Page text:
LifeBee Q&A: What to Expect in Italy for Serialization, Bollino, and Potential EU FMD Delay
Before the EU Falsified Medicines Directive (EU FMD) and Delegated Act on safety features was published in 2016, a few EU member states already had serialization and coding schemes in place for the life sciences industry, creating a “grandfathering” provision—all were offered an additional six years of transition time to meet the February 2019 deadline. Italy is one of the countries, and is considering how to address the provision.
We recently spoke with managing consultants at LifeBee, an organization with decades of consulting experience working with life sciences companies in Italy. In a conversation with two founding partners, Operations Manager Elvis Graffeo, and CEO Teresa Minero, we discussed how Italy’s existing tracking system works, the impact of EU FMD, and what insights supply chain companies can gain from others’ implementation experiences.
What customers does LifeBee work with, and what expertise do you provide?
LifeBee customers are both international and Italian life sciences companies. The top 10 Italian pharmaceutical companies are customers of ours. For them, we provide management consulting and system integration services. For international companies, we deliver mainly management consulting and project management. We deeply know all the regulated processes within life sciences companies—both in their productions and logistic sites and in their R&D department—providing solutions and consulting for their specific needs.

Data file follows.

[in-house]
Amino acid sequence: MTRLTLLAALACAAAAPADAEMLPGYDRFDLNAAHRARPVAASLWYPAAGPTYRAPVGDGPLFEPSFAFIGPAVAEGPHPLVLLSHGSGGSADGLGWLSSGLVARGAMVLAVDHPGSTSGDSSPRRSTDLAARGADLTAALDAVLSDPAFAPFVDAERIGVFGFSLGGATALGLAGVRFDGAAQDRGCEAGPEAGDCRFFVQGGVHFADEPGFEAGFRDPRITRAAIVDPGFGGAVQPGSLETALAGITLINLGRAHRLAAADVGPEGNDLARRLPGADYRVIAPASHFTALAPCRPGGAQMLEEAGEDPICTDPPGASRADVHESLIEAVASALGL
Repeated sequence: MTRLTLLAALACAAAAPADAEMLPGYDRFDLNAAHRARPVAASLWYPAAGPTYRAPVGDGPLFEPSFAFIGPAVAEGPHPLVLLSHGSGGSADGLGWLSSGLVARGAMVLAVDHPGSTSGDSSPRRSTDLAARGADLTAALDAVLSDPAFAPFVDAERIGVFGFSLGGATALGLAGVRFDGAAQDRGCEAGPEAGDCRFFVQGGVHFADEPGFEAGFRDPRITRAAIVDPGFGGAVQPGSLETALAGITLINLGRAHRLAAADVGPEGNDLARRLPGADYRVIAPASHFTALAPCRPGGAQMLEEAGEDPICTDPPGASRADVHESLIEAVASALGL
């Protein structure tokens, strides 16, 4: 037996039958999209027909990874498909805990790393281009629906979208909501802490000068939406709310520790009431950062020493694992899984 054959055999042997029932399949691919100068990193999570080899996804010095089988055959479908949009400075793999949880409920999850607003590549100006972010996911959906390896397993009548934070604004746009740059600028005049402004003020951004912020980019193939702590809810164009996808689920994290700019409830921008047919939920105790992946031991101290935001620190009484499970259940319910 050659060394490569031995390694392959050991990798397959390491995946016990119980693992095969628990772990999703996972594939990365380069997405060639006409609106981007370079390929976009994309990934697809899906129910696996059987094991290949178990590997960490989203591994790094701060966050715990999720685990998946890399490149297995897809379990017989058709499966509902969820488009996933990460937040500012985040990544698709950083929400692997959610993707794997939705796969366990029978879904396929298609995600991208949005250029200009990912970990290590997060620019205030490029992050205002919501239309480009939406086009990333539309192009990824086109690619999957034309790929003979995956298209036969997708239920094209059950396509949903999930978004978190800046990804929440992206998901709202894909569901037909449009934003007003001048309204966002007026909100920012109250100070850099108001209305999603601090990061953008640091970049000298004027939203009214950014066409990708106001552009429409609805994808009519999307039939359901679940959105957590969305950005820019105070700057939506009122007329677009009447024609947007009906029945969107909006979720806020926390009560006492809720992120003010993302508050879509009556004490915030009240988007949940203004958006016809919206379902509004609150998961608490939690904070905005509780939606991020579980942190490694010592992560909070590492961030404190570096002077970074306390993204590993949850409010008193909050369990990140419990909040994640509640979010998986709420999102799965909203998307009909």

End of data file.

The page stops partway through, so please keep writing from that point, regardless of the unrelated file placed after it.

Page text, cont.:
In Italy, 73 percent of the drug production is exported outside the country. In Europe, that’s second behind Germany. We have a lot of small and medium enterprises and about 10 important Italian pharma companies that are also active at the international level.
What is LifeBee’s level of experience in life sciences?
Our employees have more than 20 years of average work experience in life sciences. We deliver management consulting and system integration services in the areas of logistics, production, laboratories, quality assurance, pharmacovigilance, regulatory, and R&D. Four of us are current partners of LifeBee and we have all been here together since the beginning in 2004. We were part of a team working together in a multinational consulting company in life sciences before founding LifeBee.
What are some of the challenges that companies face with serialization in Italy?
The big challenge for sure is to be required to manage the Italian Bollino together with many other serialization and track and trace regulations arising all over the world. As said, 73 percent of the Italian drug production is exported, and not only for Europe. Europe is the first target market, but there are also companies that currently produce for the U.S., Turkey, China, Brazil, and many other countries.
Another challenge is the typical size of Italian companies, and their expenditure capabilities. Aside from the 10 big companies, others are small and medium enterprise and they must spend very carefully. The planning stage can be very long to define exactly what is needed and what will be delivered, but with regulation changing, they need to do it.
And last but not least, the challenge here in Italy is the language. International regulations and worldwide vendors require consultants and system integrators to be your neighbors, understanding your language and having someone that can easily come and stay with the user to support the business. Remote connections are useful, but the presence of people being on site is very much appreciated.
What has your experience been in working with some of these companies so far?